At a Nagra event during IBC, a handful of analysts invited along were so transfixed on the nuances of the Swiss security specialist’s AI algorithms that they inadvertently pulled a veil over the bigger picture. Nagra launched a cloud-based version of TVkey this week, the smart TV security technology developed in partnership with Samsung – thereby further unleashing its hardware-based root of trust technology throughout the smart TV sector.
The Kudelski Group subsidiary first launched TVkey at CES 2017 and we know the plan has always been to support additional TV brands and CAS vendors but Nagra had been quiet on this front until IBC. This new direction from Nagra was initially about opening up its hardware root of trust to work with any DRM suppliers, on any browser or app, on smart TVs built around MStar TV chips – which is pretty much all of them. Samsung will launch the first TVkey Cloud in its 2019 suite of smart TV sets, as Nagra waits patiently for other connected TV manufacturers to get onboard.
The TVkey framework is based on a Nagra-designed root of trust in TV chips which communicates securely with the TVkey device and now includes sophisticated security management capabilities in the cloud. This creates a Secure Media Path in a smart TV and enables strict enforcement of usage rules as required by Hollywood for the protection of high-value content. The first version of TVkey used external USB dongles as the reference for one-way broadcast pay TV systems. The cloud-based version means no capex but does require an intermittent connection, as explained by Nagra’s SVP of Marketing Ivan Verbesselt in Amsterdam.
With Nagra embracing its new role in security, there is a high chance that other DRM suppliers will jump into bed with the likes of Samsung, which is now saying it will talk to any conditional access or DRM system. The more DRM suppliers a manufacturer has a relationship with, the more desirable its products become.
Maurice Van Riek, SVP Content and Asset Security for Nagra, said, “With TVkey Cloud, we are enabling impulse purchase of pay TV content on any Samsung Smart TV without requiring any additional hardware, lowering the subscription costs and removing entry barriers. Consumers will be able to activate their pay TV services instantly as part of the initial TV set up, making it even easier than ever to access pay TV services and enjoy their favorite programming on their new Samsung TV set. At the same time, it enables a no-capex business model that gives service providers a cost-optimized path to a premium service.”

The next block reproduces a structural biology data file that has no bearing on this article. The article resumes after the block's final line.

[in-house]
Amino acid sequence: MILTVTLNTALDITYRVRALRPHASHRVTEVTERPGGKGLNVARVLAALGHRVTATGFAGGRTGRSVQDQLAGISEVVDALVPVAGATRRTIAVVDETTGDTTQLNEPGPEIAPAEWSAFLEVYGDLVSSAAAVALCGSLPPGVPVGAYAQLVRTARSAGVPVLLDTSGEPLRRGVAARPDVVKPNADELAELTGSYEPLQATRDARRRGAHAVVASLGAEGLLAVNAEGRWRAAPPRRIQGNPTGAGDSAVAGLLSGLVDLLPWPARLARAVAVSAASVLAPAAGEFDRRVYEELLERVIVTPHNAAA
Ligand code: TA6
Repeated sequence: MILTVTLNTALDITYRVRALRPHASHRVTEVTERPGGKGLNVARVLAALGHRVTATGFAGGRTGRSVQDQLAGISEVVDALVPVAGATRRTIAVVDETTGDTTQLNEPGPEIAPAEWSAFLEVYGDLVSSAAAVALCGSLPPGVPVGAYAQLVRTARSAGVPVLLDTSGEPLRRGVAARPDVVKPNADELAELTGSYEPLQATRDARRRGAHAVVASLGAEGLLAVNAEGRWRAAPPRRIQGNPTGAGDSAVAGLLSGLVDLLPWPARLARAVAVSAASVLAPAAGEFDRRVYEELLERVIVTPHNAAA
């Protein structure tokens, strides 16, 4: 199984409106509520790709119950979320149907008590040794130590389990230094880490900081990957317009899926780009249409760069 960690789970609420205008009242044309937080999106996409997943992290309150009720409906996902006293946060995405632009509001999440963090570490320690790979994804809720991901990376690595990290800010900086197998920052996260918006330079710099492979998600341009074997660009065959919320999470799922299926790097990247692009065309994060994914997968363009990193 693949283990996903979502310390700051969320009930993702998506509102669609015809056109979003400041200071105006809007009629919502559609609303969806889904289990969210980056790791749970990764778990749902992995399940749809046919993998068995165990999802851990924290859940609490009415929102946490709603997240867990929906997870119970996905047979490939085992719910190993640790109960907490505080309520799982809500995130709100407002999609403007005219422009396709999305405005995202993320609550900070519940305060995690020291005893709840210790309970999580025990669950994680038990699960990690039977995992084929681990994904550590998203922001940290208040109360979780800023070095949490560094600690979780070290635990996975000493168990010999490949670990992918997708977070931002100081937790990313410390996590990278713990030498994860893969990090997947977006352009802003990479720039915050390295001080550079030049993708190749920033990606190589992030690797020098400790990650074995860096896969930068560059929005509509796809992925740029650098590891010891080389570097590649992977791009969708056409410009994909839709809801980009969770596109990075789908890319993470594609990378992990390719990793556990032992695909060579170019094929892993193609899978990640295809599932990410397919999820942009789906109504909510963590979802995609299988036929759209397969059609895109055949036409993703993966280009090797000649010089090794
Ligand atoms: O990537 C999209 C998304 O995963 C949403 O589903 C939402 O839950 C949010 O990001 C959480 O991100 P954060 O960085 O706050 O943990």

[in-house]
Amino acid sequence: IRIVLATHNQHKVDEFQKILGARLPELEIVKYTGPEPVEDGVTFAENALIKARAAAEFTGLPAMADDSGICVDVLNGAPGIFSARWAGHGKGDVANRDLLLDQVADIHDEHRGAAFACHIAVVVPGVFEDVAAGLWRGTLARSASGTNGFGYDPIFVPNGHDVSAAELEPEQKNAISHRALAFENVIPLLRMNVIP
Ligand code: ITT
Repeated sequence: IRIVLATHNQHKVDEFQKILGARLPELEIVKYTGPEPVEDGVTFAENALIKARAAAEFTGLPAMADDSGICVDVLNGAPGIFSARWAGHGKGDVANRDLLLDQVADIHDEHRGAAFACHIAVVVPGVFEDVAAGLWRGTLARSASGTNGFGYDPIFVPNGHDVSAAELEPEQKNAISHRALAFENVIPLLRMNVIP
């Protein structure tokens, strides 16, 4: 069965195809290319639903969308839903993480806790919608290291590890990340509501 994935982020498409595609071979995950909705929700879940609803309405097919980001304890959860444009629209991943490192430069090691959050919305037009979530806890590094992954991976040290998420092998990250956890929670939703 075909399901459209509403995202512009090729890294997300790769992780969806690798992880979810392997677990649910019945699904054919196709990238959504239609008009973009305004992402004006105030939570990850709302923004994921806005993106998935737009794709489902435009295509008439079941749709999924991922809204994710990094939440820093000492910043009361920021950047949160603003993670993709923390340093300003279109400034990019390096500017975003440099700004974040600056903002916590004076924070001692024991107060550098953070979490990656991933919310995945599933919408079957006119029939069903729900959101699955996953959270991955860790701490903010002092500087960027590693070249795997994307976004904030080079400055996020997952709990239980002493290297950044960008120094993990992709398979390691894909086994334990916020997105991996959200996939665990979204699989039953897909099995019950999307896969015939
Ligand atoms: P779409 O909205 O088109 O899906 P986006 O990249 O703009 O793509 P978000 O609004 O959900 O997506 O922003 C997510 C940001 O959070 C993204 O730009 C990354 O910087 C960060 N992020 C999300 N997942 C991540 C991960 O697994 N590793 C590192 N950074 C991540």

Faultline Online Reporter has probed on several occasions for an update on myCinema, the content marketplace for streaming alternate content to the big screen, which is of special interest to Faultline Online Reporter and also to our research arm Rethink TV which will be putting out a forecast on movie theaters in the near future.
Verbesselt gave a general overview of the potential importance of myCinema in a fast withering market, where movie theater chains are fighting back with more luxurious settings, showing live events like sports or operas. myCinema is targeted at niche, indie cinemas at present, which Verbesselt said was an interesting new area for Nagra, being more accustomed to securing content which trickles down from a few major studios.
We see myCinema as being ahead of its time which is perhaps why Nagra can’t talk about customers. Verbesselt noted 2019 will be the year Nagra can shout more about myCinema – we’re looking forward to it.